Downton Abbey: A New Era. They Shoot, They Score.
Our friends at Downton Abbey won’t leave, and the film Downton Abbey: A New Era, which opened Friday, reminds us why we don’t want them to.
At a time when television and movies are awash in psychotic villains and tortured antiheroes, it’s hard to overstate the pleasure of spending two hours in the company of people we just plain like.
While Downton Abbey doesn’t completely ignore the harshness of the world outside a comfortable 1920s British manor house — the path of gay butler Thomas Barrow (Rob James-Collier) remains troubled — it has nonetheless become a tale without bad guys.
And, with apologies to the generation that grew up on Marvel movies, the Downton Abbey story doesn’t need them.
Rather, it focuses on the sometimes overlooked parts of life where adversity is worked out among mostly reasonable people.
A New Era is set in 1928, about two years after the finale of the TV series and the earlier movie. That’s enough time for several characters to move forward, including Tom Branson (Allen Leech) with Lucy Smith (Tuppence Middleton), and Daisy (Sophie McShera) with Andrew Parker (Michael C. Fox).
Lady Edith (Laura Carmichael) has returned to writing, as we all hoped she would, while Lady Mary (Michelle Dockery) is working to keep Downton a viable operation. The relationship between the sisters has correspondingly evolved.
But two years has not produced radical change in the lives of most characters. The story’s consensus favorite, Maggie Smith’s Lady Violet, has kept her tongue sharp even as she feels the effects of the terminal illness with which she was diagnosed in the first film.
Discussing newfangled talking movies with her pal Isobel Crawley (Penelope Wilton), Violet remarks that the best thing about movies is that you don’t have to hear them.
At one point Violet unexpectedly inherits a villa in France — could happen to anyone, right? — and this seemingly random development turns out to have significant plot consequences. During a family meeting on the subject, Mary asks if Violet had considered rejecting the gift, to which Violet replies, “Do I look like the kind of person who would turn down a villa in France?”
Full disclosure, though, Violet gets a worthy challenge in the biting remarks derby from butler Mr. Carson (Jim Carter). When a film crew arrives to shoot a movie at Downton, Carson darkly warns his wife Mrs. Hughes (Phyllis Logan) that “this is like the fall of the Roman empire.”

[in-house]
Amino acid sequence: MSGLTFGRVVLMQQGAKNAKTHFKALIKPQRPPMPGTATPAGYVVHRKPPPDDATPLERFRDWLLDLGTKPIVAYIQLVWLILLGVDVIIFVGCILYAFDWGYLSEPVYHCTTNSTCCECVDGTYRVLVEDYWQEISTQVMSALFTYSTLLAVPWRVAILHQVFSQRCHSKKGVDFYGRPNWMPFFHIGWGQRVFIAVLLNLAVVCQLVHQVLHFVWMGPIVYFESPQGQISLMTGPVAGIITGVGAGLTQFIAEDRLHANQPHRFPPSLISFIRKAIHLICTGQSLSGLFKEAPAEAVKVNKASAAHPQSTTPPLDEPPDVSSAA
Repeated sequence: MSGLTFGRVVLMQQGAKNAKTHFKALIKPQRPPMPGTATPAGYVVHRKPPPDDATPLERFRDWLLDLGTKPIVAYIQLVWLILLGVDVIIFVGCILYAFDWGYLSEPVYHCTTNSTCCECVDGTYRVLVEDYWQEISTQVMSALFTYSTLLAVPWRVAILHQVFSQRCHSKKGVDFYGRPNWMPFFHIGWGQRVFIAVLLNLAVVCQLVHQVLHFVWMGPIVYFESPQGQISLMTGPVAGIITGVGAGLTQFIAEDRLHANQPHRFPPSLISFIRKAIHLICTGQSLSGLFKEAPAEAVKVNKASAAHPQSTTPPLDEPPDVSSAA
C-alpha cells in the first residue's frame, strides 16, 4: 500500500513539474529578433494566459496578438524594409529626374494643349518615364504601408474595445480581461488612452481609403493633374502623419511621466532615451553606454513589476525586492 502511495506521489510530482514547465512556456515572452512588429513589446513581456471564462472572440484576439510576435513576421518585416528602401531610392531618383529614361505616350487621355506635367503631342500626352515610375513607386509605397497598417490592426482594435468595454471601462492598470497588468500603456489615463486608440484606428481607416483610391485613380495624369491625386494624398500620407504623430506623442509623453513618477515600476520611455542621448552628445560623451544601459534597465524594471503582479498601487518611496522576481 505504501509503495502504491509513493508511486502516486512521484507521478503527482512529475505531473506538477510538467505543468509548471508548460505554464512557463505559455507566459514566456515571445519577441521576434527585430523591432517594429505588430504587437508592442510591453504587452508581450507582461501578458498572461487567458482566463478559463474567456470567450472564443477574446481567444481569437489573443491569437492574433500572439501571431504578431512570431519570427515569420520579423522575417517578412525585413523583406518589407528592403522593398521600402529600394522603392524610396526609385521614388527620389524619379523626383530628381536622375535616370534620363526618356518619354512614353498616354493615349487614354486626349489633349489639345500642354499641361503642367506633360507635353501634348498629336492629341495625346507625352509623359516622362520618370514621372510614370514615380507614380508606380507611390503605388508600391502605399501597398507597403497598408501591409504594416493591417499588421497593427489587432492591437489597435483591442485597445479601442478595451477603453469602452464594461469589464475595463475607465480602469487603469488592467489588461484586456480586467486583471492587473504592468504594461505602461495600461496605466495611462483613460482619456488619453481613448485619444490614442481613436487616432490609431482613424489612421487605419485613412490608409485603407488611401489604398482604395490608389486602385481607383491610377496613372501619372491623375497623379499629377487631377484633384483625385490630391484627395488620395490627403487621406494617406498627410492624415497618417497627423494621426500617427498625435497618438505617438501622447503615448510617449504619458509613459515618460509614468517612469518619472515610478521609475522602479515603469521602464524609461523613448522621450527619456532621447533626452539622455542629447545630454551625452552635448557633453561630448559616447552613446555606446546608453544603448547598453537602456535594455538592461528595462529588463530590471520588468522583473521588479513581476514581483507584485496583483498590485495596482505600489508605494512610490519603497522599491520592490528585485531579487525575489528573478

Violet and Carson have always been the most militant defenders of the old ways, at least verbally, so this really just reaffirms their positions. Happily, much the same can be said for most of the characters, virtually all of whom have returned. There are two exceptions, neither of whom played long-term central roles in the past, though one absence does spark several pointed references.
The French villa and the movie shoot gently bang into each other to form the main storylines of A New Era, and some reviews have called them a thin yarn from which to weave a movie. That’s an arguable point. It also misses the point, which is that we don’t need the Downton Abbey characters to repel alien invaders or rescue maidens who have been tied to the railroad tracks. Watching them navigate the lives they were most likely to have been living is satisfying and sufficient.
Dropping the production of a fictional movie into the Downton movie introduces opportunities for subtle self-reference that Fellowes is too clever not to seize. It also allows for delightful performances from newcomers Dominic West and Laura Haddock as the stars of the faux film.
Fellowes further can’t resist allusions to Singing In The Rain, and it would be hard to pick a more classic film to which one might tip one’s fashionable 1920s hat.
A New Era maintains the series’s high standards of eye candy, with lavish table settings, costumes and automobiles. Like all filmmakers everywhere today, the Downton producers have fallen in love with drones, so we get to see some of the action from overhead.
There is room for the occasional quibble. The parents here still spend far more time with their children than almost any real-life aristocrat in British history and a scene with a jazz singer, delightful in concept, would work better if the arrangement didn’t sound suspiciously modern.
But nothing is perfect, and in pretty much all the ways that matter, Downton Abbey: A New Era keeps our love affair alive.